Spiro Sakell’s family was one of the first Greek Canadian families to immigrate to Kingston. For this project, both Spiro and his wife Maureen, a non-Greek, were interviewed. In Maureen’s interview, she spoke about how Greek traditions were kept up in the family even though none of their children married Greeks either. Maureen and Spiro have a daughter and two sons. They are proud to say that everyone in their family – their children, their grandchildren, their nieces and nephews – celebrate a portion of Greek culture. They always celebrate Greek Easter. Easter is arguably the biggest holiday in the Greek calendar, and celebrations for it include cracking eggs that have been dyed red, going to church (often for many days during the “Holy Week” leading up to Easter), roasting a big lamb, and more. Maureen feels that Greek Easter is a big important part of their lives. Many families from Greek/Non-Greek marriages celebrate both Greek Easter and Non-Greek Easter, as Paula Antonakos-Boswell’s family does. The Greek Orthodox liturgical calendar follows a different calendar than the Julian calendar, and so Greek Easter and non-Greek Easter fall on different days. Maureen and Spiro do both Easters, hosting the Greek one at their house for all their children and grandchildren. She feels that if she and Spiro said one year they wouldn’t be doing Greek Easter, everyone would object and say they had to do it. They describe watching their grandchildren keep on this tradition, and seeing the excitement their youngest grandson has when he “breaks the egg” – a traditional way of commemorating the resurrection of Christ, through cracking the red eggs against one another, symbolizing a rebirth. 

Maureen learned how to cook Greek food from Spiro’s mother, Crysanthy Sakell, who was a “wonderful cook”. Maureen still cooks Greek food today: she finds the cuisine more diverse than “meat and potatoes food”. Her grandchildren do not call Maureen “Yiayia” (the Greek word for grandmother), although they call Spiro “Pappou” (grandfather). To Maureen, Crysanthy was the “Yiayia of Yiayias” and no one can replace her. Maureen did not know much about Greek culture before she married into it, but now she has fully embraced it and is an active member of our community.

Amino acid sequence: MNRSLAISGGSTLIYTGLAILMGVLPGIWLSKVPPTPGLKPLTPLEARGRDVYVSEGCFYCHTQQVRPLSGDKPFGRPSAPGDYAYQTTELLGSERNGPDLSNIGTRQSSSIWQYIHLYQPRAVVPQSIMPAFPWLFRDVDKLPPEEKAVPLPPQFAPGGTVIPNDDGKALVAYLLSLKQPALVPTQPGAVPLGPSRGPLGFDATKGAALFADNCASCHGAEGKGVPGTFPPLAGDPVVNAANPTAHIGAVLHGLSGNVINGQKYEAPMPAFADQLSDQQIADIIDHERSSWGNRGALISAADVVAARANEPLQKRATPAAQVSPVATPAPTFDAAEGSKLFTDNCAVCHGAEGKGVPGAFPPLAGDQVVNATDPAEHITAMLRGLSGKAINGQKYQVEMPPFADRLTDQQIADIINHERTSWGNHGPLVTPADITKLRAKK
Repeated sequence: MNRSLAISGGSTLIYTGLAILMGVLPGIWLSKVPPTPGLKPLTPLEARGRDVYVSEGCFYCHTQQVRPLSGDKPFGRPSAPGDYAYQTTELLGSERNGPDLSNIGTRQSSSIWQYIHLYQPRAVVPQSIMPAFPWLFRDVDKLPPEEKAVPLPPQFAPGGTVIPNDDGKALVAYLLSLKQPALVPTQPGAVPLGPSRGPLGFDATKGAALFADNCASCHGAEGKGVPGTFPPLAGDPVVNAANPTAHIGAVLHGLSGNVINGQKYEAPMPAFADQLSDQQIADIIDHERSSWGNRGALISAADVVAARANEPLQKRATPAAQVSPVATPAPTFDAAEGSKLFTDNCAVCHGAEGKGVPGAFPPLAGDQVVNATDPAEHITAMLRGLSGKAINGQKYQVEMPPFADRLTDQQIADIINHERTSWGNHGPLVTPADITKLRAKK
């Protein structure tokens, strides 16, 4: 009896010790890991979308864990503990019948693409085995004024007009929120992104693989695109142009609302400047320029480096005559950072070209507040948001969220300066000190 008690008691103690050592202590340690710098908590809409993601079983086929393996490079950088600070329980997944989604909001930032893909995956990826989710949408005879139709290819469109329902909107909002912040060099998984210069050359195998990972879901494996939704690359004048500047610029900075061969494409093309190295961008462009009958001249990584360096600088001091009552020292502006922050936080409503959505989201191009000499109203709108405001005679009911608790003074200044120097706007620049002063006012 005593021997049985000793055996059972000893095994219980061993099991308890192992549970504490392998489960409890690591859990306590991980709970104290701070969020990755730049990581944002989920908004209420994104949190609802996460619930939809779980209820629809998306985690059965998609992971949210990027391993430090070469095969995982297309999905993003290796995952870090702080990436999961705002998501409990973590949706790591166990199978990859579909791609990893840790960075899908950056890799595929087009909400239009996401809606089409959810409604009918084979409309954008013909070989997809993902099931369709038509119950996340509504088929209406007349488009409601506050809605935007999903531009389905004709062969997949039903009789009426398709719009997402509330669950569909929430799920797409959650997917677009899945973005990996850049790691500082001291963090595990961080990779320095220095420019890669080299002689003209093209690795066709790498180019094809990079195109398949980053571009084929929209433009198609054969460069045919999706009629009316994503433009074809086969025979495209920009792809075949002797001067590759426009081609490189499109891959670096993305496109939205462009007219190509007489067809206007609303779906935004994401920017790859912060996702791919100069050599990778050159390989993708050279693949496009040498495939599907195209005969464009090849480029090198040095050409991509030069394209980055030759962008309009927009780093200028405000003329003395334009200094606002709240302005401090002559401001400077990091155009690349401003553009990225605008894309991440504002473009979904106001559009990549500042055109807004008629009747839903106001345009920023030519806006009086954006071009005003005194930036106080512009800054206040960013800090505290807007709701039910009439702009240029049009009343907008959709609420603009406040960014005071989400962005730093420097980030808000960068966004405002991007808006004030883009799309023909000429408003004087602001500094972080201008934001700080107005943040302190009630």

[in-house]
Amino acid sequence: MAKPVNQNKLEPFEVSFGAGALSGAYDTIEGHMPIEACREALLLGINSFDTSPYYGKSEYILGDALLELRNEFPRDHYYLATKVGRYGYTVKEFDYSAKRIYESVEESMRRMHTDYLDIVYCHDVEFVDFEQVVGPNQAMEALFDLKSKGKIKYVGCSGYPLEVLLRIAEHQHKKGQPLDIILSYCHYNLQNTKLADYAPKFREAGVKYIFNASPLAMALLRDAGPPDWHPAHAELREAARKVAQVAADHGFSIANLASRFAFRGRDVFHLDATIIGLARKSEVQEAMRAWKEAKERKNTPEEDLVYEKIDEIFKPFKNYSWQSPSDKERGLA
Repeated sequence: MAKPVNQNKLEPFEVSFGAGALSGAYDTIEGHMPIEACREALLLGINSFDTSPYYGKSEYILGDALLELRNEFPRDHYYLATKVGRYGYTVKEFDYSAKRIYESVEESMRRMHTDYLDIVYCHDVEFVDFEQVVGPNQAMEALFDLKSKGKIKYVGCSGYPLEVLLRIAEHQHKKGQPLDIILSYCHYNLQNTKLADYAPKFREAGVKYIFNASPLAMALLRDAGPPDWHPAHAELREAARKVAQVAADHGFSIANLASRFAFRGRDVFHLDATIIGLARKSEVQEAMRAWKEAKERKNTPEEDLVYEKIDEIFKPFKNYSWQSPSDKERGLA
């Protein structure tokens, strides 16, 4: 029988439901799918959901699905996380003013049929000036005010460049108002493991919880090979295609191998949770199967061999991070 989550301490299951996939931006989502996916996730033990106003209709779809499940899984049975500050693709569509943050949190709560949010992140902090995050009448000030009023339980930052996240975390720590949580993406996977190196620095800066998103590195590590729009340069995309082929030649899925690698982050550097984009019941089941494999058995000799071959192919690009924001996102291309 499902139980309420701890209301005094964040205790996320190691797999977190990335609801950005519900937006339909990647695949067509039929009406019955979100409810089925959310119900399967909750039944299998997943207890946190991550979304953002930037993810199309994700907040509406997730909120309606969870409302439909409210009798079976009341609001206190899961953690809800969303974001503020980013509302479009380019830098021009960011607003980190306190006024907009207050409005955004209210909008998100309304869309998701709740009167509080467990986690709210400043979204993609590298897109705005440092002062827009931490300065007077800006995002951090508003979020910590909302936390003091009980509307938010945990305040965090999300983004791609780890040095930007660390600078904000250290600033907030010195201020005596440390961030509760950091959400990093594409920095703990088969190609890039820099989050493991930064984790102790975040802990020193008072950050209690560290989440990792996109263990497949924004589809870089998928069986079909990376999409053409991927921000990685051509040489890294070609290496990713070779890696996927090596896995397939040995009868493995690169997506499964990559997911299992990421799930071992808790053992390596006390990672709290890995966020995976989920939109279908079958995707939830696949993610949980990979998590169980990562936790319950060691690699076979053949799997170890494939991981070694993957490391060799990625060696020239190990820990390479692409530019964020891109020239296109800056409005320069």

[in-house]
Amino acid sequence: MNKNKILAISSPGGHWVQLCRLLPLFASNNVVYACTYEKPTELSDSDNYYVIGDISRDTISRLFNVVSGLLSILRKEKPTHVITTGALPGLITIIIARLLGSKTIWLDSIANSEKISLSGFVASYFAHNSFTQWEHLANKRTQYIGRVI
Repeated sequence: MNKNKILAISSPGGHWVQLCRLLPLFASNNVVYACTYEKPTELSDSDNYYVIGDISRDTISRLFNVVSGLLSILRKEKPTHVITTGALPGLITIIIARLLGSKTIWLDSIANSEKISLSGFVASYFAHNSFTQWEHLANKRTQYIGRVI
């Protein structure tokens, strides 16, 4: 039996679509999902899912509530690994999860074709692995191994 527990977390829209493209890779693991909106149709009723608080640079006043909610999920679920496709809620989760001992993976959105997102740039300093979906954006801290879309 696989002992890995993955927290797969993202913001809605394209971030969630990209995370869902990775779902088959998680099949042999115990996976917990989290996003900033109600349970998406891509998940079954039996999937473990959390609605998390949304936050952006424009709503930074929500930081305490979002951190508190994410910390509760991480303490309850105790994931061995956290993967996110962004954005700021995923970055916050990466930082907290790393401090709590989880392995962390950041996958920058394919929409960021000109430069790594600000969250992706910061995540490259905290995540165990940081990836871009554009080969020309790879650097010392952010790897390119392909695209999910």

George Katinas met his (non-Greek) wife when he was studying in teacher’s college. Before he met her, he was not looking to marry outside of his culture. As a recent immigrant from Greece at the time, he felt it would be too much work to marry into a different culture, with different expectations and norms. Naturally, he wasn’t wrong: he felt at first that things did not “flow as easily”, because of differences in temperament, religion, and language. However, he ultimately feels that this kind of work makes you a better person and the relationship stronger by overcoming obstacles. George passed on his Greek culture to his daughter, whom he taught Greek to and baptized into the Orthodox religion.

Paula Antonakos-Boswell had a similar experience. By no means was marrying outside of her culture an easy experience at first. When Paula moved to Kingston in the 1980s for post-secondary studies, she met Rick Boswell. Paula’s family was uncertain about Rick at first because he was not Greek, and there was an expectation (as many Greek Canadians traditionally felt) that she should be marrying a Greek. Once her parents met Rick, however, they instantly liked him. This experience did bring a lot of confusion and pressure into the relationship at first. It was difficult, Paula says, to love someone and to be told you can’t marry them – that you need to marry someone Greek. Now, she tells her own children that they must marry for love. Paula has grown to understand her parents’ contexts, and she and Rick laugh now about how similar their lives were to the movie My Big Fat Greek Wedding. Paula and Rick were married in 1994 at the Greek Orthodox church in Kingston, and their two daughters were eventually baptized there as well.